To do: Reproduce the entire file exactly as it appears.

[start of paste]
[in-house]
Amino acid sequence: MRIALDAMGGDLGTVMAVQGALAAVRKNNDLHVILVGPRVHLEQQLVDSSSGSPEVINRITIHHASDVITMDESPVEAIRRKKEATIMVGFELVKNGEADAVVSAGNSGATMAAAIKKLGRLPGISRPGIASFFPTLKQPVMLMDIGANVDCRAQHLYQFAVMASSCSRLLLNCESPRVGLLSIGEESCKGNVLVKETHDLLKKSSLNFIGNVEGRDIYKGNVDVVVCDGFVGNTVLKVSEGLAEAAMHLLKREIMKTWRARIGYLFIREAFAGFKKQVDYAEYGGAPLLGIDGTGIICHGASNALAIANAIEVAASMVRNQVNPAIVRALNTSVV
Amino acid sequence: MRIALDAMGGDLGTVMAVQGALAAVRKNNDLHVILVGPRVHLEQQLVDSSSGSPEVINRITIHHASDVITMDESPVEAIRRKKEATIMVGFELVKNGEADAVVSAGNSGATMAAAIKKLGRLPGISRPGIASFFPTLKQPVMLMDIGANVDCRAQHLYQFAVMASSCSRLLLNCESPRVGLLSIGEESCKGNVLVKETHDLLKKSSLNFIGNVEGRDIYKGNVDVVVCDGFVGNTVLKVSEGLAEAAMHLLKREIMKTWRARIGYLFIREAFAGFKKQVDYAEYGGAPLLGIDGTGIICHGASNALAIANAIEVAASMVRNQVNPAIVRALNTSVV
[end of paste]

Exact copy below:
[in-house]
Amino acid sequence: MRIALDAMGGDLGTVMAVQGALAAVRKNNDLHVILVGPRVHLEQQLVDSSSGSPEVINRITIHHASDVITMDESPVEAIRRKKEATIMVGFELVKNGEADAVVSAGNSGATMAAAIKKLGRLPGISRPGIASFFPTLKQPVMLMDIGANVDCRAQHLYQFAVMASSCSRLLLNCESPRVGLLSIGEESCKGNVLVKETHDLLKKSSLNFIGNVEGRDIYKGNVDVVVCDGFVGNTVLKVSEGLAEAAMHLLKREIMKTWRARIGYLFIREAFAGFKKQVDYAEYGGAPLLGIDGTGIICHGASNALAIANAIEVAASMVRNQVNPAIVRALNTSVV
Amino acid sequence: MRIALDAMGGDLGTVMAVQGALAAVRKNNDLHVILVGPRVHLEQQLVDSSSGSPEVINRITIHHASDVITMDESPVEAIRRKKEATIMVGFELVKNGEADAVVSAGNSGATMAAAIKKLGRLPGISRPGIASFFPTLKQPVMLMDIGANVDCRAQHLYQFAVMASSCSRLLLNCESPRVGLLSIGEESCKGNVLVKETHDLLKKSSLNFIGNVEGRDIYKGNVDVVVCDGFVGNTVLKVSEGLAEAAMHLLKREIMKTWRARIGYLFIREAFAGFKKQVDYAEYGGAPLLGIDGTGIICHGASNALAIANAIEVAASMVRNQVNPAIVRALNTSVV